Feature

Guerrilla Publishing Helps Small Publisher Outrun the Big Book Industry

ISI Publications Goes Straight to Internet, Cuts Out Middlemen
Book retailing became the World Wide Web's first "killer ap," sparking an e-commerce revolution that now extends to thousands of consumer products. But despite its popularity, Internet book sales are still very much tied to the publishing industry's marketing machinery. Most publishers need 12 to 18 months to take a book from manuscript to store shelves.

ISI Publications, a specialty publisher of business and e-commerce books, is exploiting the Internet to create real competitive advantages. Established in 1991, with offices in Hong Kong, the U.K. and Bermuda, ISI can get its books to market in about three months by skipping the industry's slow-moving marketing methods and heading straight to the Internet. Sarah Barham, ISI Publications' managing director, calls it "guerilla publishing."

"Business and the Internet are moving so fast, it makes absolutely no sense to take a year or more to publish a book," Barham says. "The main thing with us is efficiency--fast turnaround and speed to market. The old book trade distribution model doesn't work for us at all. By the time a technology book got to market through conventional means, it would be 'old news.'"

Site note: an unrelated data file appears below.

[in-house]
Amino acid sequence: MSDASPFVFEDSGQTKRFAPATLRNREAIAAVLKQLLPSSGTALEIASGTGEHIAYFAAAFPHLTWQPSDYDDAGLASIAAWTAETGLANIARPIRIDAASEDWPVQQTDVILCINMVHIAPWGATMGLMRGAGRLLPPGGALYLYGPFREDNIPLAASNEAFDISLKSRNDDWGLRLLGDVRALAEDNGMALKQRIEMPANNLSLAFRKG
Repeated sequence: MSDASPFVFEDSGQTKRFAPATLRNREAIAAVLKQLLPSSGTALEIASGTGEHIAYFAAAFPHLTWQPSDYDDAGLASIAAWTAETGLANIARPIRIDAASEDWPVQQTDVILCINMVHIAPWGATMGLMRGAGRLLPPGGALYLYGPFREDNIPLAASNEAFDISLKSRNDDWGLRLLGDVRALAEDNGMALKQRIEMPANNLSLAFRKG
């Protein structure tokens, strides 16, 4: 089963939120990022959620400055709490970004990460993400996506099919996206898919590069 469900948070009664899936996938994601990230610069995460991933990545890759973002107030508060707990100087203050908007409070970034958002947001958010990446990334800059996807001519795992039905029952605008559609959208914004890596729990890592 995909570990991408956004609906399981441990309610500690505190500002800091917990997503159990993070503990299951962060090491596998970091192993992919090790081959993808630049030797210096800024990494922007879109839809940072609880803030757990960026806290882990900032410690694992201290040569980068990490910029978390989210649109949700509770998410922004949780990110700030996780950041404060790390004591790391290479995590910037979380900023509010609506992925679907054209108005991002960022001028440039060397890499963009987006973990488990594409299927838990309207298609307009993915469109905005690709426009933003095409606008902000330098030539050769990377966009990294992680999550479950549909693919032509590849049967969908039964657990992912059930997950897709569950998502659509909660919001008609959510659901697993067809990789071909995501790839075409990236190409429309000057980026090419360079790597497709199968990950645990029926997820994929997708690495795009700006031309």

B2B Exchanges, by Arthur B. Sculley and W. William A. Woods, was the first book published using Barham's guerrilla publishing. It became a business bestseller last year on the strength of good reviews and online sales. It sold 45,000 copies in English and the rights have been sold to Japanese, Chinese, Korean, and Czech publishers. The paperback edition of B2B Exchanges will be released by HarperBusiness in March 2001.

Many of even the smallest publishers rely on the same sales and marketing mechanisms that large publishers use, conforming to the sales seasons and meeting at book-selling conventions, where publishers and distributors strike deals to sell books to bookstores and plan shipping schedules.

Instead of attending the book conventions, Sarah Barham sent galley proofs of B2B Exchanges to key book reviewers and worked with Amazon.com and Barnes&Noble.com to offer her book on-line. The book climbed those sites' bestseller lists as well, and was eventually carried by most of the major retailers, despite not using a wholesaler.